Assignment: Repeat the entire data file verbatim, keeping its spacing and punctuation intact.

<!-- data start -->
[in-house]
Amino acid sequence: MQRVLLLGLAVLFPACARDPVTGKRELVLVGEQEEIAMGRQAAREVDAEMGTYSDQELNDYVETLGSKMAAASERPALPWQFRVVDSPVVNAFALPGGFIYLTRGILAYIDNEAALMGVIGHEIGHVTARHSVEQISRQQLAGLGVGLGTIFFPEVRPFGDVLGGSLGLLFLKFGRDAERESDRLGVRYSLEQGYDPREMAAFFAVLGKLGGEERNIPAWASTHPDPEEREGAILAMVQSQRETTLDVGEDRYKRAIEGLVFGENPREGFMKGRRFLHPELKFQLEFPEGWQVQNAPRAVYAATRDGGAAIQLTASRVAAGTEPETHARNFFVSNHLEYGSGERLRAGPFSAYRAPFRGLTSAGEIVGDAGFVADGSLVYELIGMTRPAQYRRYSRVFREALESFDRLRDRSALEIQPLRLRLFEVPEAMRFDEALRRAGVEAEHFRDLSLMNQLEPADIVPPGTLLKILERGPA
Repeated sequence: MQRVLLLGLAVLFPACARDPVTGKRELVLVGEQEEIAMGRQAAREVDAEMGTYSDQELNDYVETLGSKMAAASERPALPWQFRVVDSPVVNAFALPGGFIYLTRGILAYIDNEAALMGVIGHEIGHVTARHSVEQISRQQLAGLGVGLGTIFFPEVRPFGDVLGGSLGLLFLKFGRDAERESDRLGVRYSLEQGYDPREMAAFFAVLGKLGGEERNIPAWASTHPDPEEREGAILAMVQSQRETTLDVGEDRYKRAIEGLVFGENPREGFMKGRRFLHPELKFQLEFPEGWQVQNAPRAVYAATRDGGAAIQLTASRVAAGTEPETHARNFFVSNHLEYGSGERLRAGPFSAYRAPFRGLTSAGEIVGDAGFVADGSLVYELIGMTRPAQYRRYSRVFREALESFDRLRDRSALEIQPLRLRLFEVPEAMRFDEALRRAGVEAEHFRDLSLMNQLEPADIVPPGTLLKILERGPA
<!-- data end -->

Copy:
[in-house]
Amino acid sequence: MQRVLLLGLAVLFPACARDPVTGKRELVLVGEQEEIAMGRQAAREVDAEMGTYSDQELNDYVETLGSKMAAASERPALPWQFRVVDSPVVNAFALPGGFIYLTRGILAYIDNEAALMGVIGHEIGHVTARHSVEQISRQQLAGLGVGLGTIFFPEVRPFGDVLGGSLGLLFLKFGRDAERESDRLGVRYSLEQGYDPREMAAFFAVLGKLGGEERNIPAWASTHPDPEEREGAILAMVQSQRETTLDVGEDRYKRAIEGLVFGENPREGFMKGRRFLHPELKFQLEFPEGWQVQNAPRAVYAATRDGGAAIQLTASRVAAGTEPETHARNFFVSNHLEYGSGERLRAGPFSAYRAPFRGLTSAGEIVGDAGFVADGSLVYELIGMTRPAQYRRYSRVFREALESFDRLRDRSALEIQPLRLRLFEVPEAMRFDEALRRAGVEAEHFRDLSLMNQLEPADIVPPGTLLKILERGPA
Repeated sequence: MQRVLLLGLAVLFPACARDPVTGKRELVLVGEQEEIAMGRQAAREVDAEMGTYSDQELNDYVETLGSKMAAASERPALPWQFRVVDSPVVNAFALPGGFIYLTRGILAYIDNEAALMGVIGHEIGHVTARHSVEQISRQQLAGLGVGLGTIFFPEVRPFGDVLGGSLGLLFLKFGRDAERESDRLGVRYSLEQGYDPREMAAFFAVLGKLGGEERNIPAWASTHPDPEEREGAILAMVQSQRETTLDVGEDRYKRAIEGLVFGENPREGFMKGRRFLHPELKFQLEFPEGWQVQNAPRAVYAATRDGGAAIQLTASRVAAGTEPETHARNFFVSNHLEYGSGERLRAGPFSAYRAPFRGLTSAGEIVGDAGFVADGSLVYELIGMTRPAQYRRYSRVFREALESFDRLRDRSALEIQPLRLRLFEVPEAMRFDEALRRAGVEAEHFRDLSLMNQLEPADIVPPGTLLKILERGPA